Originally posted on Fox Sports Detroit  |  Last updated 9/8/12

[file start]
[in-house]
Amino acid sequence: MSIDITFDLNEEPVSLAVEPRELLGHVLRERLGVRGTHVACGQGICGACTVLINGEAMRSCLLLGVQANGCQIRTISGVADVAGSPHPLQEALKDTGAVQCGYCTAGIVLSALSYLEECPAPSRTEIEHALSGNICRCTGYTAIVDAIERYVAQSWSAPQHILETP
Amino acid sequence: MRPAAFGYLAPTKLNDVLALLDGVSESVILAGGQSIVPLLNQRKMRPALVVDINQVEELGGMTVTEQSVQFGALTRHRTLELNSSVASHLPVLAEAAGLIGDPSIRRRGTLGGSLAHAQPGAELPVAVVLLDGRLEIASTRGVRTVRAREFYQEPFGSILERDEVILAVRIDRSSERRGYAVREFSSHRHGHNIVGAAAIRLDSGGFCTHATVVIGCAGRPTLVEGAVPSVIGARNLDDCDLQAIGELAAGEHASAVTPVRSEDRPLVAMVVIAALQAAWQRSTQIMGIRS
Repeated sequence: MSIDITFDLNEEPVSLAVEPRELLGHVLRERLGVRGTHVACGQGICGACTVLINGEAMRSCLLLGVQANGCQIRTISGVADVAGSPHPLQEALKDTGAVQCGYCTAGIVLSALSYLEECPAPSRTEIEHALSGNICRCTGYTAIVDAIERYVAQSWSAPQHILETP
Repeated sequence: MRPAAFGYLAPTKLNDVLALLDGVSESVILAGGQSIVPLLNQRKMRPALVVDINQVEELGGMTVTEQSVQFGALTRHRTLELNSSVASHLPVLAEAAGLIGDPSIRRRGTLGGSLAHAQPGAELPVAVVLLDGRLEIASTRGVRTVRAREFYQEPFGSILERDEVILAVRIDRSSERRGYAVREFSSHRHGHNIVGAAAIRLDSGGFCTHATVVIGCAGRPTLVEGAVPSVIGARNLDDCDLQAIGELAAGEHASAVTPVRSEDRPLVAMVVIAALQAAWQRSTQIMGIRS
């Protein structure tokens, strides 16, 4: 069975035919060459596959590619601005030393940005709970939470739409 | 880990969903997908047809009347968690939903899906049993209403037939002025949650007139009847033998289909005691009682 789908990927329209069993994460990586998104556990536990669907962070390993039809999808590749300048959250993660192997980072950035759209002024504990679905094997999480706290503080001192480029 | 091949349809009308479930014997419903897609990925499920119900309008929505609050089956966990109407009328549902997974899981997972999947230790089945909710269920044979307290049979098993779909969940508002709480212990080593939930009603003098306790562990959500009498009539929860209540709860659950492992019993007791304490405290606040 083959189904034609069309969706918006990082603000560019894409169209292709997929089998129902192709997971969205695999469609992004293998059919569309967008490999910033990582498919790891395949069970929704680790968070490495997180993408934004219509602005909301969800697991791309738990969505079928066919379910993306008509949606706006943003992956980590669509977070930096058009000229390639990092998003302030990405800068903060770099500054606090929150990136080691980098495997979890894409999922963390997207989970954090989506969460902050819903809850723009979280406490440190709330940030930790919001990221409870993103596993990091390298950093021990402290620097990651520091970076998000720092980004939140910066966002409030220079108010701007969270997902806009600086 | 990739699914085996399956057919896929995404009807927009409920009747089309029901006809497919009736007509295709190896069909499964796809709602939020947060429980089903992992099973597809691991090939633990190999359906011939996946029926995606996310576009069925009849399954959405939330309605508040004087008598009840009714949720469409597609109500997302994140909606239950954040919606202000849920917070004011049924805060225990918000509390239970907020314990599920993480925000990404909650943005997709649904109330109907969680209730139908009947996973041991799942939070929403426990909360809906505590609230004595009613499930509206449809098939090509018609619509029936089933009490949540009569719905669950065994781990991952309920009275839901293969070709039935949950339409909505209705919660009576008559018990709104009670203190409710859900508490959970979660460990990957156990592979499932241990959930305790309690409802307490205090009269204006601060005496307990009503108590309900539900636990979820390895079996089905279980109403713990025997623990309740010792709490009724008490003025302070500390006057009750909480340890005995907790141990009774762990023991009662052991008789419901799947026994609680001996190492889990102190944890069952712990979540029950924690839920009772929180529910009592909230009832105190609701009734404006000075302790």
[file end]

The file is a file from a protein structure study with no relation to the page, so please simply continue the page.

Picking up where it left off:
ANN ARBOR, Mich. For 57 minutes Monday, the Michigan Wolverines couldn't find a way to stop the Air Force triple-option. That's when the ghost of Bennie Oosterbaan showed up. With Air Force driving for a possible winning touchdown, Jake Ryan in his first game wearing Oosterbaan's legendary No. 47 jersey made two huge plays to guarantee Michigan would hang on for a 31-25 victory. On 2nd-and-15 at the Air Force 37, Ryan dove to knock away Connor Dietz's pass to Don Strickland, and two plays later, he hit Dietz as he attempted a fourth-down pass. The ball fluttered harmlessly to the turf, and the Wolverines ran out the clock. "Coach Hoke told me a week ago that I would be wearing Bennie's number, and I wanted to do it honor today," Ryan said. "I did some research on him, and I found out that he was a great athlete, a three-time All-American and definitely a Michigan man. He made a lot of plays on defense, and I got the chance to make some big ones at the end." Oosterbaan was best known for his offensive exploits, but he was also a top-notch defensive end for Michigan, as well as starring on the baseball and basketball teams. Ryan switched from No. 90 to No. 47 after pre-game warmups, then set a career-best with 11 tackles. "We sat down as a staff and it was an easy decision," Brady Hoke said. "The way that Jake plays and the way he goes about his business, he was the one we wanted to honor Bennie." Ryan was thrilled by the honor, but not as happy with the fact that Air Force finished with 290 yards rushing. Cody Getz had 130 yards and three touchdowns, mostly running option-pitch sweeps. "We'll probably never play another team like that it is crazy the number of things they can run at you," Ryan said. "We won't have to prepare for that offense again, but we've got to look at the film and fix our techniques against the run. We were doing too many things wrong today." Hoke agreed entirely with Ryan. "They do a tremendous job with that offense, and you have to give them some credit, but when you allow 290 yards rushing, that's not playing well," Hoke said. "Coach Mattison made some adjustments that helped, but we're going to have to watch the film and see what we're doing wrong." There are just as many problems on the offensive side of the ball, but Michigan had a simple solution Denard Robinson. Robinson rushed for 218 yards, including touchdowns of 58 and 79 yards, and passed for 208 yards and a touchdown. To put the game in perspective, Robinson finished the day with 426 yards of total offense and the rest of the Wolverines combined for minus-4. "Obviously, the non-Denard running game I guess that's what we are calling it now wasn't productive," Hoke said. "Therefore, I don't think we played well enough on the offensive line." Fitzgerald Toussaint was supposed to give the offense a spark as he returned from his one-game suspension, but he was completely ineffective. He finished with seven yards on eight carries, but Hoke didn't blame him. "I didn't see any rust on Fitz he's been practicing this whole time," Hoke said. "I just don't think he ever had a chance to get started. We weren't blocking, so he didn't have a hole." Robinson, of course, doesn't rely on traditional blocking. With his speed, all he needs is a small gap and a chance to get into the secondary. On Michigan's second play from scrimmage, he did just that getting through the line and then outsprinting the Air Force defenders. He repeated the play on Michigan's first play of the second half, but to make things more interesting, he ran the last 50 yards with only one shoe. "I don't want to seem cocky, but when I get into the open, I don't think anyone has a chance of catching me from behind," said Robinson, who famously said last month that he could beat Usain Bolt in a 40-yard dash. "Jeremy Gallon was trying to block for me on the second run, but I even passed him. He told me coming off the field that I need to slow down a little." While the rushing game was a one-man show, Robinson did get help from a couple unlikely sources through the air. Devin Gardner, playing just his second game at wide receiver, caught five passes for 63 yards and a touchdown, while true freshman tight end Devin Funchess had four catches for 106 yards and a score. "We've seen what Devin (Funchess) has been doing in camp, so we know that's a playmaker," Robinson said. "Today, he got a chance and he did what we expected him to do. He makes plays, and D.G. makes plays." Robinson is an incredible athlete, but he can't be expected to carry the entire offense. Not only did Toussaint struggle in his debut, but Roy Roundtree wearing Desmond Howard's No. 21 legend jersey has only caught three passes for 17 yards in two games. In all, Robinson has accounted for 95 percent of Michigan's offense through two games. At that pace, he'll either be injured or exhausted long before the Wolverines have a chance to make a serious run at the Big Ten championship.
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